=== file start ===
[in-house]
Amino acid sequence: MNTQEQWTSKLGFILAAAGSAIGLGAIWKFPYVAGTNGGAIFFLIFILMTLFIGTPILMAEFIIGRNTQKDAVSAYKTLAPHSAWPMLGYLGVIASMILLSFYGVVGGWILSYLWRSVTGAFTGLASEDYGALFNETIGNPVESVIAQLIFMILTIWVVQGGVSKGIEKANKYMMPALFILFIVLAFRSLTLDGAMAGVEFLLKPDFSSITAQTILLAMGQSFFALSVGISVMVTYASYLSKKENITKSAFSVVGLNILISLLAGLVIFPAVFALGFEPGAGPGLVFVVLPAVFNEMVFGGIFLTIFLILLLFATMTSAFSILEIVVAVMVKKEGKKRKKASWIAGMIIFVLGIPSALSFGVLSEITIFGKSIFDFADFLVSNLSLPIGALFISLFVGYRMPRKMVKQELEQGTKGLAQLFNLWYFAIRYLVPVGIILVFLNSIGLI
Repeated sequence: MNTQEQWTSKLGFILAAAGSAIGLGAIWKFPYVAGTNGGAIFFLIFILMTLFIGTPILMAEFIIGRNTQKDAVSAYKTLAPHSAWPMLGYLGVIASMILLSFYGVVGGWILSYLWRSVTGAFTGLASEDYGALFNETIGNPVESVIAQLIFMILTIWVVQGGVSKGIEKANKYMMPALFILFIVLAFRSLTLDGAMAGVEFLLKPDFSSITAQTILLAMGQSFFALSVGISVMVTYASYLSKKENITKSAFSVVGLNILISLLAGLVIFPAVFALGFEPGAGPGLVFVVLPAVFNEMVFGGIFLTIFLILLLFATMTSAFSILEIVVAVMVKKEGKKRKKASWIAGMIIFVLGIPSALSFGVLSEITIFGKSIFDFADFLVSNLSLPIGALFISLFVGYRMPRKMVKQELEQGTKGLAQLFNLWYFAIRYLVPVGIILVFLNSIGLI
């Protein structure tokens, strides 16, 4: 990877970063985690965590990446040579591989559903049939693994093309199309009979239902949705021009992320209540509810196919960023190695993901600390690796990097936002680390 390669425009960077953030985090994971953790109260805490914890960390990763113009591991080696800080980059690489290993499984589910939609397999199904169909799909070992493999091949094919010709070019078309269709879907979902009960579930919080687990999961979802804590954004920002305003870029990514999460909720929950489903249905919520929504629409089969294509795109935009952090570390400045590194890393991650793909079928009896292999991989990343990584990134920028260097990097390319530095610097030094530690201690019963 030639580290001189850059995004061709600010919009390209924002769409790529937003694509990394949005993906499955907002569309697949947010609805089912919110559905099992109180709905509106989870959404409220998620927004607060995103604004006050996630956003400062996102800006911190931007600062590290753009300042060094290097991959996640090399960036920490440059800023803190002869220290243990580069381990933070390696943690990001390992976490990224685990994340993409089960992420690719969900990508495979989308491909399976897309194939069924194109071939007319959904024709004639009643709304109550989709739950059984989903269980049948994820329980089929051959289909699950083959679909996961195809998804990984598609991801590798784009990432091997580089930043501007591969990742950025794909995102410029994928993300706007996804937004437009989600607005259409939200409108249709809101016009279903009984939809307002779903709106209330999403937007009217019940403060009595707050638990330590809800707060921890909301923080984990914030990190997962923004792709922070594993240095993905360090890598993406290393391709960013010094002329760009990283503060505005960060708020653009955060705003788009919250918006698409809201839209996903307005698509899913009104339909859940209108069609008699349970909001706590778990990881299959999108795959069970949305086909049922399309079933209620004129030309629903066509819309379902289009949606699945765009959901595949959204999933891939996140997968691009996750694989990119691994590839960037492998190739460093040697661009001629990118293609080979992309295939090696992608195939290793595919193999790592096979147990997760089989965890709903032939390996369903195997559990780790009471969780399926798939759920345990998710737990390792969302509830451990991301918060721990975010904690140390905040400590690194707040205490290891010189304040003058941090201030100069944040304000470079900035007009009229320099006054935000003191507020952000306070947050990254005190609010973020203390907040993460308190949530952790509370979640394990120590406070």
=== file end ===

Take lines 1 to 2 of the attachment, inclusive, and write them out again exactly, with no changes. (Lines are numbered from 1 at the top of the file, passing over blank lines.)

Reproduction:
[in-house]
Amino acid sequence: MNTQEQWTSKLGFILAAAGSAIGLGAIWKFPYVAGTNGGAIFFLIFILMTLFIGTPILMAEFIIGRNTQKDAVSAYKTLAPHSAWPMLGYLGVIASMILLSFYGVVGGWILSYLWRSVTGAFTGLASEDYGALFNETIGNPVESVIAQLIFMILTIWVVQGGVSKGIEKANKYMMPALFILFIVLAFRSLTLDGAMAGVEFLLKPDFSSITAQTILLAMGQSFFALSVGISVMVTYASYLSKKENITKSAFSVVGLNILISLLAGLVIFPAVFALGFEPGAGPGLVFVVLPAVFNEMVFGGIFLTIFLILLLFATMTSAFSILEIVVAVMVKKEGKKRKKASWIAGMIIFVLGIPSALSFGVLSEITIFGKSIFDFADFLVSNLSLPIGALFISLFVGYRMPRKMVKQELEQGTKGLAQLFNLWYFAIRYLVPVGIILVFLNSIGLI